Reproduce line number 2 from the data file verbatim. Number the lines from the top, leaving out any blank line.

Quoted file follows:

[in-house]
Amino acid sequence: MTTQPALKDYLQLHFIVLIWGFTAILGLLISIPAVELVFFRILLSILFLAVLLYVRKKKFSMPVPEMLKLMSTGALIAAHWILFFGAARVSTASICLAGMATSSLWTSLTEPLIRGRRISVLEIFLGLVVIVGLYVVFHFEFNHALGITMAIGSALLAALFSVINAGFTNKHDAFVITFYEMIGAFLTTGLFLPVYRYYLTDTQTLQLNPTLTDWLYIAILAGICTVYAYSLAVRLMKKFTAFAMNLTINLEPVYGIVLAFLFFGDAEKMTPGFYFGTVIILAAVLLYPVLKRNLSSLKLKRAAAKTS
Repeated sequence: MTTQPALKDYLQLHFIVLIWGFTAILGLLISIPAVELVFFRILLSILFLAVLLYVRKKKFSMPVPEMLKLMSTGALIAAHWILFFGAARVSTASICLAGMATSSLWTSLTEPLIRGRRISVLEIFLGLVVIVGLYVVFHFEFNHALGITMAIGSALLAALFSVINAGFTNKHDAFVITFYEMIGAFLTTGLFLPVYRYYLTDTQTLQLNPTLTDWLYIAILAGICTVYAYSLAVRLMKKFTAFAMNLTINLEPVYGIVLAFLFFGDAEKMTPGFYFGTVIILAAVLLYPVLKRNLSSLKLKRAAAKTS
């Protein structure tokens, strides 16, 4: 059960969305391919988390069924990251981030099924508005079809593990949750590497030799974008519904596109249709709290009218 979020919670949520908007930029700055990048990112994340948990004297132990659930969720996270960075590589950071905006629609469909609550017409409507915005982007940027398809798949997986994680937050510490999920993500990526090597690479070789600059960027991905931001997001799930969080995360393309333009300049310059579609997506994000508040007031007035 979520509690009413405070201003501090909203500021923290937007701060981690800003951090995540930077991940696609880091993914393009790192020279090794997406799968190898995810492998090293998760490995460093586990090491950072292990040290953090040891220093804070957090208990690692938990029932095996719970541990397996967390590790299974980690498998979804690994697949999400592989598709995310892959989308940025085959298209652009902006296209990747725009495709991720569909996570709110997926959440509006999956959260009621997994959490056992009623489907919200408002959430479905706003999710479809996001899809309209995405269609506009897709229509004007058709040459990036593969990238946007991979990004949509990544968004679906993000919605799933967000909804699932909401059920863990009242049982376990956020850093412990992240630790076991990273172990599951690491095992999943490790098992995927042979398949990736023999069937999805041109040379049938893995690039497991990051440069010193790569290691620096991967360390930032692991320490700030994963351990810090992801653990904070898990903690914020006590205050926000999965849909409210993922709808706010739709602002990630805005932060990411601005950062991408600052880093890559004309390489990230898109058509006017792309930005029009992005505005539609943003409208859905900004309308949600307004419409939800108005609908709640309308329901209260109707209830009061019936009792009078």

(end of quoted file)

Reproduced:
Amino acid sequence: MTTQPALKDYLQLHFIVLIWGFTAILGLLISIPAVELVFFRILLSILFLAVLLYVRKKKFSMPVPEMLKLMSTGALIAAHWILFFGAARVSTASICLAGMATSSLWTSLTEPLIRGRRISVLEIFLGLVVIVGLYVVFHFEFNHALGITMAIGSALLAALFSVINAGFTNKHDAFVITFYEMIGAFLTTGLFLPVYRYYLTDTQTLQLNPTLTDWLYIAILAGICTVYAYSLAVRLMKKFTAFAMNLTINLEPVYGIVLAFLFFGDAEKMTPGFYFGTVIILAAVLLYPVLKRNLSSLKLKRAAAKTS